According to Susi Hately, owner of Functional Synergy, Inc., in Alberta, Canada, and author of several international best-selling yoga books, yoga can be very therapeutic for people with back pain as well. A review of scientific studies published in 2013 in the Clinical Journal of Pain found strong evidence that yoga can help reduce chronic low back pain. Yoga may help improve back pain by loosening tight muscles, building strength and range of motion, and improving breathing, explains Hately. Yoga also focuses on relaxation, which may help to relax your muscles as well as reduce pain perception.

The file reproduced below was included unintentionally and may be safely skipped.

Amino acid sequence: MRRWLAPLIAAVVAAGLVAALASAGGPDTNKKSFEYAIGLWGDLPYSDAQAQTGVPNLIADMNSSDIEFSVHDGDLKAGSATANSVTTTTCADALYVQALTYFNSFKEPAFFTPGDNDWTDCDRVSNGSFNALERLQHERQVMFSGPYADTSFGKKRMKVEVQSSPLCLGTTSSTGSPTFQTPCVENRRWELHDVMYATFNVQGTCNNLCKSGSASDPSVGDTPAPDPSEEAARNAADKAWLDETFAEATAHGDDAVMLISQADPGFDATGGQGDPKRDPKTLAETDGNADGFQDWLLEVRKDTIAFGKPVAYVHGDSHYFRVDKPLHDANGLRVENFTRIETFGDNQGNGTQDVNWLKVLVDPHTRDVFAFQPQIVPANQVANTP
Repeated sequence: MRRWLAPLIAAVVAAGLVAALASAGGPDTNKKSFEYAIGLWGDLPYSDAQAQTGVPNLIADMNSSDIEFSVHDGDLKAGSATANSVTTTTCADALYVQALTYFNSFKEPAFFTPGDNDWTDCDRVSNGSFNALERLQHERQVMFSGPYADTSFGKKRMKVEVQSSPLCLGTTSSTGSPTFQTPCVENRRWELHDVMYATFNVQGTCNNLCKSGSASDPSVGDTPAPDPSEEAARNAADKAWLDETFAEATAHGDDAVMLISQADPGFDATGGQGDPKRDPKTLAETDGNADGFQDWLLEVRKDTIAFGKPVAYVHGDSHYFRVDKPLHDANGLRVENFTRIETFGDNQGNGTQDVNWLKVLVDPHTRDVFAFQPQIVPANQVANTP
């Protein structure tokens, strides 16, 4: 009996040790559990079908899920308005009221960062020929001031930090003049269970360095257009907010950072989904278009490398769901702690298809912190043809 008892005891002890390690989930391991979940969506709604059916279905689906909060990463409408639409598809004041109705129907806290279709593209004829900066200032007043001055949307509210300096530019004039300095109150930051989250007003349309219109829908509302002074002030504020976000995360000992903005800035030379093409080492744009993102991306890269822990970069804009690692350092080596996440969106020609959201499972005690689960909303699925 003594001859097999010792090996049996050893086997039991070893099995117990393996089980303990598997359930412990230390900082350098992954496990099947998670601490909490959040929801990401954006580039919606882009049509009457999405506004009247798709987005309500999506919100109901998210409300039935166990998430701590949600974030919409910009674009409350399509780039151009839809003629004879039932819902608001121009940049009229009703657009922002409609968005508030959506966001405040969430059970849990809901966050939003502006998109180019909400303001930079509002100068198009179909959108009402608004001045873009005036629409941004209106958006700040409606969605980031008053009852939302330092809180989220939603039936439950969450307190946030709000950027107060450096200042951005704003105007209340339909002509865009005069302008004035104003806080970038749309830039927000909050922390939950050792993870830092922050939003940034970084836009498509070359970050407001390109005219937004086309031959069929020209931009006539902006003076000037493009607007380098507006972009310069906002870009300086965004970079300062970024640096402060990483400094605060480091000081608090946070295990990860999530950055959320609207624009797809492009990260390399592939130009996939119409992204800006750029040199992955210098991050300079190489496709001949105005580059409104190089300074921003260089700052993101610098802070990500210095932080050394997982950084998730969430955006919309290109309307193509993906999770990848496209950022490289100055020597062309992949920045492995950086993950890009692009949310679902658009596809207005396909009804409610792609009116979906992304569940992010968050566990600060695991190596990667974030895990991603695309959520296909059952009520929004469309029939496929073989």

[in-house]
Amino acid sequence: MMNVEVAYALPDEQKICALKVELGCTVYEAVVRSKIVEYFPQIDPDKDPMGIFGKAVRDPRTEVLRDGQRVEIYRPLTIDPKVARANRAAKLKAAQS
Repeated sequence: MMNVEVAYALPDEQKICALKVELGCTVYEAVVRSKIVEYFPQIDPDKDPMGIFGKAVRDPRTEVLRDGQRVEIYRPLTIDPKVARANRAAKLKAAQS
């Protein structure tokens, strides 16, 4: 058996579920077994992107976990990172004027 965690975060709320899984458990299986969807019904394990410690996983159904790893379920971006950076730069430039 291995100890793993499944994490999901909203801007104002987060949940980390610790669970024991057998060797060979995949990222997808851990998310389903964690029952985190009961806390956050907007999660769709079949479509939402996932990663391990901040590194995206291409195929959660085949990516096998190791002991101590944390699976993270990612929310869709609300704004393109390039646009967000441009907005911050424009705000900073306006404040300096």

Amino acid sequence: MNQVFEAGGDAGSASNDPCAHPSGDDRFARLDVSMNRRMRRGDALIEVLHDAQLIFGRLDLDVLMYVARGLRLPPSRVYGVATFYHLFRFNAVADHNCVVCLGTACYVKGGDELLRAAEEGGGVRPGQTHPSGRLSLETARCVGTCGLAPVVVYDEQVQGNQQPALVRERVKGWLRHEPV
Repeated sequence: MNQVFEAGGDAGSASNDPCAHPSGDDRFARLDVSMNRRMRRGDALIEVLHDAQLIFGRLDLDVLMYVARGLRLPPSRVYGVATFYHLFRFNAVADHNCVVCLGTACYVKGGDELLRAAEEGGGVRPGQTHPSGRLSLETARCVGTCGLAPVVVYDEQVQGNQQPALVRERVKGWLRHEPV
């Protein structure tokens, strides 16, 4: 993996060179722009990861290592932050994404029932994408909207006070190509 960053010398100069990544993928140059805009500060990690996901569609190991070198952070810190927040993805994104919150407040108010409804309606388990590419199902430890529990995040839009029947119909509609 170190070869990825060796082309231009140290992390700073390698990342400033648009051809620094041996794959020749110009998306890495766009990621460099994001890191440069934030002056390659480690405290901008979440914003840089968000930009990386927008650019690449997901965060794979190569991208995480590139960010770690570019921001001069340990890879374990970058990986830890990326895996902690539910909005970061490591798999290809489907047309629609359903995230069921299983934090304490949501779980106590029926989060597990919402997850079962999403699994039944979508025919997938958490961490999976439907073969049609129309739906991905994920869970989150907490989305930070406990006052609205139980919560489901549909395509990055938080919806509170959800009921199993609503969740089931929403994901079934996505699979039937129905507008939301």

I’m not saying NSAIDs are useless. They have their place. If you’re recovering from surgery or a major injury, traditional over-the-counter pain relievers are good for controlling inflammation, swelling, and pain, but NSAIDs are far too powerful for over-the-counter, everyday use. Unlike a lot of natural pain relievers, NSAIDs also don’t address the cause of inflammation or pain; they just mask the symptoms.
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